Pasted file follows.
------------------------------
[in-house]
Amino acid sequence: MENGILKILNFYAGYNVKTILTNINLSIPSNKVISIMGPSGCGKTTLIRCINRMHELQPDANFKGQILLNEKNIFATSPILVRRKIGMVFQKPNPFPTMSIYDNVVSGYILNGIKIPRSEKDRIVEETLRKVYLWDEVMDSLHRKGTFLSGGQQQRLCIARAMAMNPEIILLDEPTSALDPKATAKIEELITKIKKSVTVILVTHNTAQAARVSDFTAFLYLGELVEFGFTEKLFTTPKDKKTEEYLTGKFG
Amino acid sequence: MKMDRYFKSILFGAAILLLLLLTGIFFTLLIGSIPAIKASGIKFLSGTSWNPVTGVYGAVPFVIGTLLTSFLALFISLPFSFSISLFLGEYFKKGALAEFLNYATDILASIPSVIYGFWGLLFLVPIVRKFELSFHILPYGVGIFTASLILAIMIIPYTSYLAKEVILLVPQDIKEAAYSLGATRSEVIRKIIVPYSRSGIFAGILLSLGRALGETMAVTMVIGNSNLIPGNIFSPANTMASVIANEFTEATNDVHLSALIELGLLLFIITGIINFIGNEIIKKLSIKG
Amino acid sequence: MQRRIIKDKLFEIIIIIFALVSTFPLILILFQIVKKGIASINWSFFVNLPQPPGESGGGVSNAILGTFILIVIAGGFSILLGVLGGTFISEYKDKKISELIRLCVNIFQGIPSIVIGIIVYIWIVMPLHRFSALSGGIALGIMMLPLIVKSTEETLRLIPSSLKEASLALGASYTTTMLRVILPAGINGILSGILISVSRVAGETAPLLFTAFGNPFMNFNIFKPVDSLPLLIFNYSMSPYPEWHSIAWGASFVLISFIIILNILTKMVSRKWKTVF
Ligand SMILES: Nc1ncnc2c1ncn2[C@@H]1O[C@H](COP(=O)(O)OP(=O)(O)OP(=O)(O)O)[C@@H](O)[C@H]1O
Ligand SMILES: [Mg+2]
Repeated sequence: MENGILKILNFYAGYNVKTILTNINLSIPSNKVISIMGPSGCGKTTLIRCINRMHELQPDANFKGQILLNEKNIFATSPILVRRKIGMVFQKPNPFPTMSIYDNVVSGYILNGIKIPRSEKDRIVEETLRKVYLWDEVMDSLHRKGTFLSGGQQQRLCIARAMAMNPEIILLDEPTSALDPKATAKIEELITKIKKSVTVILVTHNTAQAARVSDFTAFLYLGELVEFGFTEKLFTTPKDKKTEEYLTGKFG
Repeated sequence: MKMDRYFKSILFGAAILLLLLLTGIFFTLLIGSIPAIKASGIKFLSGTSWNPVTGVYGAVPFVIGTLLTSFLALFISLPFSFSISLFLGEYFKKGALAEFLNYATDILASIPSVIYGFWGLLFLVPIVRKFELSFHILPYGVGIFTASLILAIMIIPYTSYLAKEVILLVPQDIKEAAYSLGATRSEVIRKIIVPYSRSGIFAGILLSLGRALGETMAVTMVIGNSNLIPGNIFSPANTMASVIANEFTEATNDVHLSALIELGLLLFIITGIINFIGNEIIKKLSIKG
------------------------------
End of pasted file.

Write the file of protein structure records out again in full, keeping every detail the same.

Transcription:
[in-house]
Amino acid sequence: MENGILKILNFYAGYNVKTILTNINLSIPSNKVISIMGPSGCGKTTLIRCINRMHELQPDANFKGQILLNEKNIFATSPILVRRKIGMVFQKPNPFPTMSIYDNVVSGYILNGIKIPRSEKDRIVEETLRKVYLWDEVMDSLHRKGTFLSGGQQQRLCIARAMAMNPEIILLDEPTSALDPKATAKIEELITKIKKSVTVILVTHNTAQAARVSDFTAFLYLGELVEFGFTEKLFTTPKDKKTEEYLTGKFG
Amino acid sequence: MKMDRYFKSILFGAAILLLLLLTGIFFTLLIGSIPAIKASGIKFLSGTSWNPVTGVYGAVPFVIGTLLTSFLALFISLPFSFSISLFLGEYFKKGALAEFLNYATDILASIPSVIYGFWGLLFLVPIVRKFELSFHILPYGVGIFTASLILAIMIIPYTSYLAKEVILLVPQDIKEAAYSLGATRSEVIRKIIVPYSRSGIFAGILLSLGRALGETMAVTMVIGNSNLIPGNIFSPANTMASVIANEFTEATNDVHLSALIELGLLLFIITGIINFIGNEIIKKLSIKG
Amino acid sequence: MQRRIIKDKLFEIIIIIFALVSTFPLILILFQIVKKGIASINWSFFVNLPQPPGESGGGVSNAILGTFILIVIAGGFSILLGVLGGTFISEYKDKKISELIRLCVNIFQGIPSIVIGIIVYIWIVMPLHRFSALSGGIALGIMMLPLIVKSTEETLRLIPSSLKEASLALGASYTTTMLRVILPAGINGILSGILISVSRVAGETAPLLFTAFGNPFMNFNIFKPVDSLPLLIFNYSMSPYPEWHSIAWGASFVLISFIIILNILTKMVSRKWKTVF
Ligand SMILES: Nc1ncnc2c1ncn2[C@@H]1O[C@H](COP(=O)(O)OP(=O)(O)OP(=O)(O)O)[C@@H](O)[C@H]1O
Ligand SMILES: [Mg+2]
Repeated sequence: MENGILKILNFYAGYNVKTILTNINLSIPSNKVISIMGPSGCGKTTLIRCINRMHELQPDANFKGQILLNEKNIFATSPILVRRKIGMVFQKPNPFPTMSIYDNVVSGYILNGIKIPRSEKDRIVEETLRKVYLWDEVMDSLHRKGTFLSGGQQQRLCIARAMAMNPEIILLDEPTSALDPKATAKIEELITKIKKSVTVILVTHNTAQAARVSDFTAFLYLGELVEFGFTEKLFTTPKDKKTEEYLTGKFG
Repeated sequence: MKMDRYFKSILFGAAILLLLLLTGIFFTLLIGSIPAIKASGIKFLSGTSWNPVTGVYGAVPFVIGTLLTSFLALFISLPFSFSISLFLGEYFKKGALAEFLNYATDILASIPSVIYGFWGLLFLVPIVRKFELSFHILPYGVGIFTASLILAIMIIPYTSYLAKEVILLVPQDIKEAAYSLGATRSEVIRKIIVPYSRSGIFAGILLSLGRALGETMAVTMVIGNSNLIPGNIFSPANTMASVIANEFTEATNDVHLSALIELGLLLFIITGIINFIGNEIIKKLSIKG